An intense, 20-minute workout may enhance long-term memory by as much as 10 per cent in healthy young adults, according to researchers behind a small new study from the Georgia Institute of Technology.
"Our study indicates that people don't have to dedicate large amounts of time to give their brain a boost," says Lisa Weinberg, the
Georgia Tech graduate student who led the project.
The study is not the first to associate exercise with memory enrichment, although their method is innovative because they asked participants to lift just once a full two days before they were tested.
Spring-boarding on past research on animals saying the post-learning period is when the arousal caused by exercise is most likely to benefit memory, they also asked them to study before lifting rather than after.
A group of 23 participants were asked to view but not memorize a series of 90 photographs that depicted a range of subjects in emotionally light, serious or neutral situations.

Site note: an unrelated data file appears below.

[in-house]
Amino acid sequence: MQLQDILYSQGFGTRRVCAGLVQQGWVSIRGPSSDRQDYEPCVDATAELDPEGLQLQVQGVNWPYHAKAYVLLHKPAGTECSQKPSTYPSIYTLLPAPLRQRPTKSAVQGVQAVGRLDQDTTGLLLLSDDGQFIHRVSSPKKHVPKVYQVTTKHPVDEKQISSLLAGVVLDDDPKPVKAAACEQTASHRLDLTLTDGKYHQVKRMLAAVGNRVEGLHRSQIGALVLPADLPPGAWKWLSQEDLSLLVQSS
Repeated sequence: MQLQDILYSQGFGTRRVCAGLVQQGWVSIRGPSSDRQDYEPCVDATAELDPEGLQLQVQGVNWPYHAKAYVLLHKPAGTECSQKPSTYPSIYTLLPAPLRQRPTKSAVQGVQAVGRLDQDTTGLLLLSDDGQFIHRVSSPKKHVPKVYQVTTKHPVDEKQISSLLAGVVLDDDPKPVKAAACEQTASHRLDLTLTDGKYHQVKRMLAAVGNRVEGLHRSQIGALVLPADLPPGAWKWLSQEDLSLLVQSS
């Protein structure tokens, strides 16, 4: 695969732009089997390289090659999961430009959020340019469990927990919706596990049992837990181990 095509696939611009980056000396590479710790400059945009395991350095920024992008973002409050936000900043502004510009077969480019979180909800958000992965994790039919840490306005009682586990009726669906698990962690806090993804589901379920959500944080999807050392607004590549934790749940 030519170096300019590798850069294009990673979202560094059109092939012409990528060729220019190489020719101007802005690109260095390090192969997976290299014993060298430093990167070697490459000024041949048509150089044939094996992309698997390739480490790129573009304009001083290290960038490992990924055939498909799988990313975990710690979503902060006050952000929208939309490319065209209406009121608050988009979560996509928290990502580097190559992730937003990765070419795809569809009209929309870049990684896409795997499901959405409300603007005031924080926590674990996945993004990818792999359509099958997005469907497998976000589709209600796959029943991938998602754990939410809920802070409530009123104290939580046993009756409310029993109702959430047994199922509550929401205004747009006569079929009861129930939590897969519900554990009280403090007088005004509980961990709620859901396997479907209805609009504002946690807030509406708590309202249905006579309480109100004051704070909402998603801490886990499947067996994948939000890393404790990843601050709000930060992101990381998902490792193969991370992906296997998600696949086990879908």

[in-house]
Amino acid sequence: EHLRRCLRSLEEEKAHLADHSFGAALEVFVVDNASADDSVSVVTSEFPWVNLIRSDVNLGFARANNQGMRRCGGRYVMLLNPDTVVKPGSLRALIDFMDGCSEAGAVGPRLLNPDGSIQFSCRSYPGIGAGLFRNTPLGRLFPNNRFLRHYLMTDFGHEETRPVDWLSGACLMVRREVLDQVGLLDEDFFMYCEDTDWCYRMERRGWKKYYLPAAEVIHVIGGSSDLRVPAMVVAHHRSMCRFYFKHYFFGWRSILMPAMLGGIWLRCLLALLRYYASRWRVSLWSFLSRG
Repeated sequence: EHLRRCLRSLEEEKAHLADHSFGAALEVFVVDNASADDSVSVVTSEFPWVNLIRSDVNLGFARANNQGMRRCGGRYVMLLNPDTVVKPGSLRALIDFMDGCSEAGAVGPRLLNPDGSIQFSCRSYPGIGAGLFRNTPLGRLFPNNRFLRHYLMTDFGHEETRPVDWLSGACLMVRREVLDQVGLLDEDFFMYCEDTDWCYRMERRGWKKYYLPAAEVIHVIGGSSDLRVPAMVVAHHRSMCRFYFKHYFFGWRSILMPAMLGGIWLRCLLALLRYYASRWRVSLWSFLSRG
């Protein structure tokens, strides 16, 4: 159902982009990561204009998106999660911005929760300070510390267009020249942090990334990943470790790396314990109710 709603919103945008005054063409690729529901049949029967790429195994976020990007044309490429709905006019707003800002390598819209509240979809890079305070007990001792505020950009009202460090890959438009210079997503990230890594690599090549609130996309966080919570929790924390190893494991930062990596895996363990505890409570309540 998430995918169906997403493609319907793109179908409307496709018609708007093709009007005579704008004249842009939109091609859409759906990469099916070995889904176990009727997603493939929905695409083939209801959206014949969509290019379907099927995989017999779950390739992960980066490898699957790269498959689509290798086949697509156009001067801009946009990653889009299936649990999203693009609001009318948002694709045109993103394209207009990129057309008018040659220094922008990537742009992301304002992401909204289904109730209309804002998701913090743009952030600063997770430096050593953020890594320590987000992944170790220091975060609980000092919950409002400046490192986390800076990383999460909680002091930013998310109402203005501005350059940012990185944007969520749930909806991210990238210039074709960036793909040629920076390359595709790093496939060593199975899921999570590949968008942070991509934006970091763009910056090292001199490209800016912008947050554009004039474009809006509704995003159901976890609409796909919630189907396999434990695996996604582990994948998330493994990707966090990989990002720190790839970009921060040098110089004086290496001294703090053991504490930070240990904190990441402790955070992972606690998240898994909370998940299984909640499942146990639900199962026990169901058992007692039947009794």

Half the group then performed a set of 50 leg extension resistance reps at their personal maximum, while the control group sat at the machines and went through the motions with no resistance.
Blood pressure and heart rate were monitored throughout the workout for everyone, including the control group.
Two days later, participants viewed 180 pictures of which 90 were new and the remaining 90 were the ones they had viewed on the first day.
The control group was able to recall 50 per cent of the original pictures, while the test group recalled 60 per cent.
Dr. Weinberg says that non-weight-based resistance exercises such as squats or knee-bends would likely produce the same results as the weight-based exercises did in her study.
The study was published in the journal Acta Psychologica.
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